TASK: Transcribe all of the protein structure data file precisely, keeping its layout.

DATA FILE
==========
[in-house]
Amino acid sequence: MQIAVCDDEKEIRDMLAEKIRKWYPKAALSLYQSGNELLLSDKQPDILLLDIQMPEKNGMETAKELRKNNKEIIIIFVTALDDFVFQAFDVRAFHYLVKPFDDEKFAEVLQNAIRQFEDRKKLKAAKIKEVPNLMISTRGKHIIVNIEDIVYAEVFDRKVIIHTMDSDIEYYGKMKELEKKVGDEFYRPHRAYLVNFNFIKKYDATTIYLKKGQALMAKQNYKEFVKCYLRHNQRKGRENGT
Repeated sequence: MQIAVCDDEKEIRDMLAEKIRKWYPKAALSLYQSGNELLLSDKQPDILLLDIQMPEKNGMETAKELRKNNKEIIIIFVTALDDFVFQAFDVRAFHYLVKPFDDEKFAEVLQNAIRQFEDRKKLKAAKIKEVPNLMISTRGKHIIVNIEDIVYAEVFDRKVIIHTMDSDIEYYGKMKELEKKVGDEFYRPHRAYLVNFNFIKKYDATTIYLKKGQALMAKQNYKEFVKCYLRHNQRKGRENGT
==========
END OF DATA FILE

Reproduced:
[in-house]
Amino acid sequence: MQIAVCDDEKEIRDMLAEKIRKWYPKAALSLYQSGNELLLSDKQPDILLLDIQMPEKNGMETAKELRKNNKEIIIIFVTALDDFVFQAFDVRAFHYLVKPFDDEKFAEVLQNAIRQFEDRKKLKAAKIKEVPNLMISTRGKHIIVNIEDIVYAEVFDRKVIIHTMDSDIEYYGKMKELEKKVGDEFYRPHRAYLVNFNFIKKYDATTIYLKKGQALMAKQNYKEFVKCYLRHNQRKGRENGT
Repeated sequence: MQIAVCDDEKEIRDMLAEKIRKWYPKAALSLYQSGNELLLSDKQPDILLLDIQMPEKNGMETAKELRKNNKEIIIIFVTALDDFVFQAFDVRAFHYLVKPFDDEKFAEVLQNAIRQFEDRKKLKAAKIKEVPNLMISTRGKHIIVNIEDIVYAEVFDRKVIIHTMDSDIEYYGKMKELEKKVGDEFYRPHRAYLVNFNFIKKYDATTIYLKKGQALMAKQNYKEFVKCYLRHNQRKGRENGT